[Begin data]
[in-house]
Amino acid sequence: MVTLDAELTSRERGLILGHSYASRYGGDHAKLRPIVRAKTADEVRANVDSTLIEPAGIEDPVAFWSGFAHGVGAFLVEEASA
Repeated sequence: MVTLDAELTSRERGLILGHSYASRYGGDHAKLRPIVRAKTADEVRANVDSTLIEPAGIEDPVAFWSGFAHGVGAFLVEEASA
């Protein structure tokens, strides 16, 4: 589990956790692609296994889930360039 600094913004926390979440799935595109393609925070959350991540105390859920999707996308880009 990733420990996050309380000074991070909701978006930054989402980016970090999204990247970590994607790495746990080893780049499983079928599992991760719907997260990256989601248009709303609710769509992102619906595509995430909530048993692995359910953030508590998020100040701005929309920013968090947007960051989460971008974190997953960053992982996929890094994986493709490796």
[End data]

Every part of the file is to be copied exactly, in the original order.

[in-house]
Amino acid sequence: MVTLDAELTSRERGLILGHSYASRYGGDHAKLRPIVRAKTADEVRANVDSTLIEPAGIEDPVAFWSGFAHGVGAFLVEEASA
Repeated sequence: MVTLDAELTSRERGLILGHSYASRYGGDHAKLRPIVRAKTADEVRANVDSTLIEPAGIEDPVAFWSGFAHGVGAFLVEEASA
């Protein structure tokens, strides 16, 4: 589990956790692609296994889930360039 600094913004926390979440799935595109393609925070959350991540105390859920999707996308880009 990733420990996050309380000074991070909701978006930054989402980016970090999204990247970590994607790495746990080893780049499983079928599992991760719907997260990256989601248009709303609710769509992102619906595509995430909530048993692995359910953030508590998020100040701005929309920013968090947007960051989460971008974190997953960053992982996929890094994986493709490796």